I make farm transport modern


A container sitting by the side of Karen–Langata Road appears like any other set up by business people seeking to cash in on a service residents need.

But owner Joe Munene, 62, is doing more. Inside the walls of the container are impressive pictures that tell his story of 30 year’s fascination with vehicles.

Munene provides transport mainly to smallholder farmers, most who do not have money to buy tractors and trucks used to ferry farm produce, animals and feeds.

“Every small–scale farmer is unavoidably a transporter. Whether big or small, farm optimum performance is solely dependent on inputs arriving on the farm at the right time and the harvest hitting the market when demand is at a peak.”

From a two-acre pears farm, one harvests up to three tonnes of fruits. Relying on hired transport can be expensive.

Many smallholder farmers use donkey carts, their family vehicles, bicycles or carry their produce on their heads.

It is this gap that Munene saw and moved in to fill with his agribusiness called Quntaum Trailers.

The trader designs small carts to help farmers who own other vehicles take their produce to market.

“The idea is to help create additional space in carrying seeds, manure, animals and other farm inputs. The farmer, therefore, does not need to have a pick-up truck or hire transport,” explains Munene.

The carts help the farmer keep his family car while running the farm.

“Over 50 per cent of my 20 or so customers every year are young farming couples who face transport issues. They have their family cars, but do not want to use them to do farm work because that is not what they were meant to do,” he says.

Munene started figuring out how to address transport problems while growing up in Githunguri, Kiambu.

He studied for Higher Diploma mechanical engineering at Kenya Polytechnic and completed in 1984.

“After graduation, I remained jobless and without resources,” he recalls. He decided to leave the country for Botswana in 1998.

“In that country transport is considered key in agriculture and it is well-integrated,” says Munene.

Wastage due to transport constraints has been reduced to less than 10 per cent, standards Kenya can also reach.

There, he worked as a mechanical engineer with a firm which built carts and trailers for transporting the company’s mechanical products around the region.

On his return to Kenya after 11 years, Munene decided to work on ideas he had picked up from Botswana. The results which are the carts farmers use to carry animals, farm produce and inputs. He invested Sh1.5 million in the business.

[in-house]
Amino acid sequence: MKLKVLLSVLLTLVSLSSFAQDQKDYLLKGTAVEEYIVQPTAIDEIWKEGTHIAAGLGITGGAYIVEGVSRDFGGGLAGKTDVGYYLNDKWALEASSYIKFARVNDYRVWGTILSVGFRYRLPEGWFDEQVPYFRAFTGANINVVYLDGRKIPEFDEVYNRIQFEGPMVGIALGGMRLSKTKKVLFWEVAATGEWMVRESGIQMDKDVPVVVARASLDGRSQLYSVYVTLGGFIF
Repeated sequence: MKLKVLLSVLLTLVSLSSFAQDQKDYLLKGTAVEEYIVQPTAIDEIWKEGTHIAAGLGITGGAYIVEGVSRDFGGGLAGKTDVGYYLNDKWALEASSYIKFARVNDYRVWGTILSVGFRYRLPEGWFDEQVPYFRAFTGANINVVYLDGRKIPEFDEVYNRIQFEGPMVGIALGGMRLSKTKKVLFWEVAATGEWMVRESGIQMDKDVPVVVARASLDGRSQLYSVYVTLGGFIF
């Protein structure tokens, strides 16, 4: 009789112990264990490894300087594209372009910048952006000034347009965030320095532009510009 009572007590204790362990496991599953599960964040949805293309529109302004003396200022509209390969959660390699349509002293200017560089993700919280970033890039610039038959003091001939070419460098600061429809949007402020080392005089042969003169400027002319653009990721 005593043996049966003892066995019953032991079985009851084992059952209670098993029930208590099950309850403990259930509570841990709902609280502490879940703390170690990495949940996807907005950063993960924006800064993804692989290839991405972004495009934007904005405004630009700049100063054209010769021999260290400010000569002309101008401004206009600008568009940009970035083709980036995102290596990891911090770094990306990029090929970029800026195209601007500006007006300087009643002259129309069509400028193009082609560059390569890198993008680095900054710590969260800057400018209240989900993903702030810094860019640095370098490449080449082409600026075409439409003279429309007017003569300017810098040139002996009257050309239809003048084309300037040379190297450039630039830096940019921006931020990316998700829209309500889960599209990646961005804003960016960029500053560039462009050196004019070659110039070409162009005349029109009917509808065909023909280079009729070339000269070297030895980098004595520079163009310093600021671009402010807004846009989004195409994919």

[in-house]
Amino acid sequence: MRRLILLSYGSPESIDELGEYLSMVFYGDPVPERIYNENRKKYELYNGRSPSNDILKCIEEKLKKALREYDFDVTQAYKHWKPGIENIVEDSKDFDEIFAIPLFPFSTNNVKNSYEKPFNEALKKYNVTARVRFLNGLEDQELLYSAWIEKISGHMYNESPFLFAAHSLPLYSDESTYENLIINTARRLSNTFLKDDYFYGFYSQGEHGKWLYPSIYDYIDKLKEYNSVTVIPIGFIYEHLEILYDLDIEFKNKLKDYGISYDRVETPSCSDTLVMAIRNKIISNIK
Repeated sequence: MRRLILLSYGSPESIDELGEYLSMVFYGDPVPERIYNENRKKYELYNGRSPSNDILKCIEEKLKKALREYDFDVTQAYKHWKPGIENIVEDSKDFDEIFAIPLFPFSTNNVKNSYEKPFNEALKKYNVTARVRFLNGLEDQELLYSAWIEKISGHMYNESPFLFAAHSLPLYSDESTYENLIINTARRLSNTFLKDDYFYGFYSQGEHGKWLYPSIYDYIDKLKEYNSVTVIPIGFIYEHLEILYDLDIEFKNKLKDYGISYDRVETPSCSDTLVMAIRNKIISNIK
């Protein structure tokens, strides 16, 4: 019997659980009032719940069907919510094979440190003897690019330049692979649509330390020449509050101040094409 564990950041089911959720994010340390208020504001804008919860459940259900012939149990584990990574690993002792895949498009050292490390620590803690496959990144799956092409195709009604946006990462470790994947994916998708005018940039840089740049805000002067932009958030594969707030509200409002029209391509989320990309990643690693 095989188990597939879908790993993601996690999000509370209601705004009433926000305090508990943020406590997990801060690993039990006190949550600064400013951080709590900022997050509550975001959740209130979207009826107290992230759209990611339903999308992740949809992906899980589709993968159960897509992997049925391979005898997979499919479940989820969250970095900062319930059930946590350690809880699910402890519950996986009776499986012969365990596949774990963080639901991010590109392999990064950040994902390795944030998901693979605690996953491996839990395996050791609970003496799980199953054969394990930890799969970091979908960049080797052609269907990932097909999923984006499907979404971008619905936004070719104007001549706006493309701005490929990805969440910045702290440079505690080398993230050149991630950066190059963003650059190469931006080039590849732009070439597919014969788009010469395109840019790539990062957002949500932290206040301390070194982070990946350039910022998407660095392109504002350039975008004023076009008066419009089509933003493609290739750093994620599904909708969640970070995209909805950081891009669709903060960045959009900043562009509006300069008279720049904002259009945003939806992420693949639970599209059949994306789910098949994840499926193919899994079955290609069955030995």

Munene has so far sold tens of the carts, targets farmers owning small vehicles, which can tow a cart of up to 1,000kg to transport fertiliser to farms or milk, vegetables, flowers and animals to the market.

According to the Traffic Act, the carts are legal and recognised as “extension of vehicles” and trailers. Specifications are given according to height, length or engine capacity of the towing vehicle.

His Vuruta Trailer is designed for all kinds of small vehicles.

It can transport a cow to the clinic or market, 20 bags of fertiliser each weighing 50kg or several bags of potatoes or cabbages.

He blames bad understanding of the laws for poor adoption of the carts. He imports some parts from Japan but uses 70 per cent local metal, wheels and plastics to build the carts with the support of technical staff.

Depending on specifications, one cart can go for anything between Sh200,000 and Sh1.2 million compared to imported ones that will cost twice as much.


It takes him two or three weeks to complete a cart. Munene has two engineering students as apprentices at any one time.

“The carts are generally welded steel fabrications constructed with motor vehicle parts. I use Toyota hub bearings, rims, springs and leaf, among other materials.”

Miriam Mugue, the agricultural extension officer, Ruiru sub-county, says transport is not given the attention it deserves.

She says most farmers are 5-25km from the road, in Western, Eastern, Nyanza and the Coast where she has worked, and the common mode of transport is donkey carts.

Farmers need to incorporate transport in their farming plans, she concludes.

In many counties, 80 per cent of farmers lose at least 20 per cent of their produce during the rainy season because big trucks picking the produce cannot use muddy, narrow feeder roads. Farmers too lack transport the produce but the cost causes no concern because of poor book keeping.

Carrots, vegetables, sukuma wiki drop in prices by half or are fed to animals due to lack of transport because only a few traders can reach the rural areas where they dictate the prices, a fact that keeps poverty spreading fast even as farmers work hard.